An Evolutionary Theory of Political Development

The overall framework for understanding political development presented here bears many resemblances to biological evolution. Darwinian evolution is built around the two principles of variance and selection: organisms experience random genetic mutations, and those best adapted to their environments survive and multiply. So too in political development: there is variation in political institutions, and those best suited to the physical and social environment survive and proliferate. But there are also many important differences between biological and political evolution: human institutions are subject to deliberate design and choice, unlike genes; they are transmitted across time culturally rather than genetically; and they are invested with intrinsic value through a variety of psychological and social mechanisms, which makes them hard to change. The inherent conservatism of human institutions then explains why political development is frequently reversed by political decay, since there is often a substantial lag between changes in the external environment that should trigger institutional change, and the actual willingness of societies to make those changes.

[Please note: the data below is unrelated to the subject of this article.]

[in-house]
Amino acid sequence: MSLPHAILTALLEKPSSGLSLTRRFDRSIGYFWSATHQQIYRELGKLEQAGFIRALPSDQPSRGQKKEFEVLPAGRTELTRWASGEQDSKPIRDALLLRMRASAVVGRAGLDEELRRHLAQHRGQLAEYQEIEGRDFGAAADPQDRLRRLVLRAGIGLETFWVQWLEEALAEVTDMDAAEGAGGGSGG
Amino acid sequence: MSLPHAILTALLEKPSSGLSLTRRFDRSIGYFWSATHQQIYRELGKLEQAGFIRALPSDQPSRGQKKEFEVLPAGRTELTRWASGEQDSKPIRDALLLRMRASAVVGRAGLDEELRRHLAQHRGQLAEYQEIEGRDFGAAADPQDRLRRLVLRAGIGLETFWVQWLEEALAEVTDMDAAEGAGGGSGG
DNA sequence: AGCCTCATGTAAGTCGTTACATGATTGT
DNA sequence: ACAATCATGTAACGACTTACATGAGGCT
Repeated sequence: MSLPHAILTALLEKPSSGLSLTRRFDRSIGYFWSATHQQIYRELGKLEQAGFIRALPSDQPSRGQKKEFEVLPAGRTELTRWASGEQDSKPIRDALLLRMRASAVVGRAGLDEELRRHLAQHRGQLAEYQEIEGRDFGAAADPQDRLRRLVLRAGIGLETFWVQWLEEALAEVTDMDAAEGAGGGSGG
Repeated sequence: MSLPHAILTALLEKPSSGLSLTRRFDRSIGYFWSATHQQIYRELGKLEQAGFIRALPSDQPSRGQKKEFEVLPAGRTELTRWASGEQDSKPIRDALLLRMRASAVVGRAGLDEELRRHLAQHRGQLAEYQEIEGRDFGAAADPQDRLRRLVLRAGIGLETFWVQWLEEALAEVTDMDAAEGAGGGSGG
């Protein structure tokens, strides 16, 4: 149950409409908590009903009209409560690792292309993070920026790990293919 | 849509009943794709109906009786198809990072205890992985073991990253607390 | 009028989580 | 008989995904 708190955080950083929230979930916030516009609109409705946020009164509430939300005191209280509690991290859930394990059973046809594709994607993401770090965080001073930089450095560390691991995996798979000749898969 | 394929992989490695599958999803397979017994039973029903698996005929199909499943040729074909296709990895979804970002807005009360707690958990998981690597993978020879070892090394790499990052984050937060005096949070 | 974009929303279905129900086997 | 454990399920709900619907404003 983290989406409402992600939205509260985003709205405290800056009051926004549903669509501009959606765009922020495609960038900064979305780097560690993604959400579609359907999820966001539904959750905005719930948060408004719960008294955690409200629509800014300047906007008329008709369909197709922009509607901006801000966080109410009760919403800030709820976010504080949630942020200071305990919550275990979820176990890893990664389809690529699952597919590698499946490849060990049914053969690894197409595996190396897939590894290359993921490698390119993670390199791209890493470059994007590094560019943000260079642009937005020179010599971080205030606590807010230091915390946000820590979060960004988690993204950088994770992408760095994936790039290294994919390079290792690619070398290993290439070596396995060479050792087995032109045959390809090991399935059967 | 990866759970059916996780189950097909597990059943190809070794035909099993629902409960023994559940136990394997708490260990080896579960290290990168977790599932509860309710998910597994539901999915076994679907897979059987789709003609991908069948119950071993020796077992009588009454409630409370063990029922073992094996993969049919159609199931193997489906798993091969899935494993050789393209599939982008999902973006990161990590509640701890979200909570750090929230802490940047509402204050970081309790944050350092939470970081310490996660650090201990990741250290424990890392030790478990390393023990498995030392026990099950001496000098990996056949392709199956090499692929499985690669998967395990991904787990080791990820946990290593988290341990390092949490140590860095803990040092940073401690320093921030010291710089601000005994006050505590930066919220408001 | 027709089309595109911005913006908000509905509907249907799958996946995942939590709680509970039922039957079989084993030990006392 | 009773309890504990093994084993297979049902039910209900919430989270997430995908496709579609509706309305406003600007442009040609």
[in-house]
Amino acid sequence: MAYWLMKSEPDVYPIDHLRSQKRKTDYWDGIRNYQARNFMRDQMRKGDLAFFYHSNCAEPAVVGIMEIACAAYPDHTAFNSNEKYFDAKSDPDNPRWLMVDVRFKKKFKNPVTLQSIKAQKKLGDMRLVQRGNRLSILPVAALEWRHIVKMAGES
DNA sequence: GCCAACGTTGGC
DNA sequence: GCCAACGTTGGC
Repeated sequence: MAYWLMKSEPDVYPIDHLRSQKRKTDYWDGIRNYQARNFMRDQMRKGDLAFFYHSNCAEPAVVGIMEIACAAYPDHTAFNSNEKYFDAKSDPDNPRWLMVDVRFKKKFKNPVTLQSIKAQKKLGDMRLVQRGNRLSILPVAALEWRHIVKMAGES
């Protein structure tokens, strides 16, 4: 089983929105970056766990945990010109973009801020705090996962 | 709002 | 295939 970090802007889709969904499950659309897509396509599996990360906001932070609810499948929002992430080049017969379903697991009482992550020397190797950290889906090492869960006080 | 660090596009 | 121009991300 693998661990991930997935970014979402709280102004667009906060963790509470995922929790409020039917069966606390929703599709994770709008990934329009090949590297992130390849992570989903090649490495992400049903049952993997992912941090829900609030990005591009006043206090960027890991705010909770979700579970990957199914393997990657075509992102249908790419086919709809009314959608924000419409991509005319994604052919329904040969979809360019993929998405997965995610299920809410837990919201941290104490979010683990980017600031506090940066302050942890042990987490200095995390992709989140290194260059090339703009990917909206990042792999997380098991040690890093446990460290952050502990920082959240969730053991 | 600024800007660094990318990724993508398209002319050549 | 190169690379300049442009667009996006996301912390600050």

In the end, however, this general framework amounts to something less than a predictive theory of political development. A parsimonious theory of political change, comparable to the theories of economic growth posited by economists, is in my view simply not possible. The factors driving the development of any given political institution are multiple, complex, and often dependent on accidental or contingent events. Any causal factors one adduces for a given development are themselves caused by prior conditions that extend backward in time in an endless regression.